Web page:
Cord-cutting slowed for first half of 2017: report

Boon Dog's numbers show that Canada's BDUs lost 22% fewer customers in Q1 and Q2, but it may not be part of a larger trend.
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The latest numbers from Ottawa research firm Boon Dog Professional Services show that Canadians are still cutting the cord, but the rate of cord-cutting itself has slowed.

Boon Dog’s research found that Canada’s publicly traded television service providers lost a total of 100,931 customers in the first six months of 2017 — but that’s 22% fewer than the customers lost in the same period of 2016 (128,961).

So is that a sign of a larger trend? Mario Mota, partner at Boon Dog, told MiC that the pattern for cord-cutting in the last four years has mostly been one of acceleration.

But when breaking down individual company data, Mota said it may not be an industry-wide trend. “[The slow-down] is largely because of Shaw’s BlueSky TV,” he said, referring to the new IPTV that includes voice command and advanced search features. Those gains skewed what otherwise were typical loss numbers.

Indeed, Shaw reported a net addition of 1,364 customers in the first six months, while Shaw Direct reported 1,952 new customers. The only other provider to post gains was Telus, with 11,000 new customers.

Most of the losses for each BDU were on par with the previous year’s. Rogers posted a net loss of 49,000 for the two quarters, the exact same as Q1 and Q2 2016. Vidéotron lost 34,200, down slightly from 39,400 in the first six months of 2016. Cogeco lost 11,154, down slightly from 13,952. Telus had gained 11,000 new customers, although that was down from its gain in the first half of 2016, which was 24,000 (this gain was due largely to a number of wholesale satellite TV subscribers sold from BCE to Telus).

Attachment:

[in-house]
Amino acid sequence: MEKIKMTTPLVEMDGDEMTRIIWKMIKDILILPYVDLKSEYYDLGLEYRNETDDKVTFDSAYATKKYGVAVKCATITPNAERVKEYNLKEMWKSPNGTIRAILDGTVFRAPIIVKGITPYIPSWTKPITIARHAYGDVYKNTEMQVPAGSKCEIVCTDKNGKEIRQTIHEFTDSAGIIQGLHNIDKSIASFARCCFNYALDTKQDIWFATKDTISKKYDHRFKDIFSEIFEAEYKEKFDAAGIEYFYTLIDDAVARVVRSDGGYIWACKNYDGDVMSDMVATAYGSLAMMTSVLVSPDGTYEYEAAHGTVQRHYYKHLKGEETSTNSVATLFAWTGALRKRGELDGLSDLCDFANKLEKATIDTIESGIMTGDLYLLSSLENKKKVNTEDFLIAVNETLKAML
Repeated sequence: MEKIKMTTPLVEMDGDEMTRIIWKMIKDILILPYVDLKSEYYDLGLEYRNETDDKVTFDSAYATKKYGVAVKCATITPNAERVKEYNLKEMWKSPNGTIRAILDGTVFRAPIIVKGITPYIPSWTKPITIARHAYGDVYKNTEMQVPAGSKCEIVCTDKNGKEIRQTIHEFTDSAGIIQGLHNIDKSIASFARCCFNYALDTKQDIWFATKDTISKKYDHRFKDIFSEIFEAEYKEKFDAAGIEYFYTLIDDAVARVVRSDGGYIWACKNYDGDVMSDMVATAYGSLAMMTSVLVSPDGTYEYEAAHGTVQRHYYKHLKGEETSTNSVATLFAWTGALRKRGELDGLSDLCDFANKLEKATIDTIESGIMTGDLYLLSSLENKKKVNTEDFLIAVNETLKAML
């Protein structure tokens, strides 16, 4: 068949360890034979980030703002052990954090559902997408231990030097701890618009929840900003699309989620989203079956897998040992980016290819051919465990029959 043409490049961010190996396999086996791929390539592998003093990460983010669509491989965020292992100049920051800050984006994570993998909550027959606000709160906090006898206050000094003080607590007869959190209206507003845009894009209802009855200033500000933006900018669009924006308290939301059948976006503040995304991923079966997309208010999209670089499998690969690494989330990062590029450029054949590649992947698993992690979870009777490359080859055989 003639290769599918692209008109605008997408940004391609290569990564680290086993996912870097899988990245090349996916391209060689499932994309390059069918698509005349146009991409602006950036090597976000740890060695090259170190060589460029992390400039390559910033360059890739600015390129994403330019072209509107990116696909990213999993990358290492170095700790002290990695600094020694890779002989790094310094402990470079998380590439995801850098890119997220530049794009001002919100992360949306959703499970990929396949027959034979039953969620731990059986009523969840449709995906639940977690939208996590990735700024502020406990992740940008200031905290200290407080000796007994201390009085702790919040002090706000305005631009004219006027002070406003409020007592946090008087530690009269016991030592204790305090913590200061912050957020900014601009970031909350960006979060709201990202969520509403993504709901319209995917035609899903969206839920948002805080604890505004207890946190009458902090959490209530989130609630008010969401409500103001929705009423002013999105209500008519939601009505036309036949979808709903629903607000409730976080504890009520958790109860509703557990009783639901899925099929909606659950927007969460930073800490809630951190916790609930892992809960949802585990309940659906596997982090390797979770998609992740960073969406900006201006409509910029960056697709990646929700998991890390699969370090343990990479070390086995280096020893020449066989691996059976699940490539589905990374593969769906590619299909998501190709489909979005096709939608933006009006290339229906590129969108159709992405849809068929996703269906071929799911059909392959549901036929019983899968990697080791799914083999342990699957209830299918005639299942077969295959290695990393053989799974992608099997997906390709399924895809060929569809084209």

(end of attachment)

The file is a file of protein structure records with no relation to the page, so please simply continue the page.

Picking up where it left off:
The only other anomaly was BCE, which posted a net loss of 20,893 in Q1 and Q2 2017. During the same period of 2016, BCE technically posted net growth of 17,185 subscribers, however Mota said the number had been altered to retroactively to include customers from Manitoba Telecom Services, which it acquired in early 2017 (Mota presented the info in this format to provide a more direct comparison between the 2016 and 2017 totals).

While Mota said it was interesting that this was the first period that showed a possible leveling out of cord-cutting, he added that it may not be time to exhale a sigh of relief just yet. “There’s the old saying ‘a quarter doesn’t make a trend.’ Well, two quarters don’t really make a trend either,” he said.

But, he said, with Rogers set to launch its own IPTV service in 2018, he wants to keep an eye on the market. “It’s too early to say if we’ve turned a corner, but it’s definitely something we want to watch.”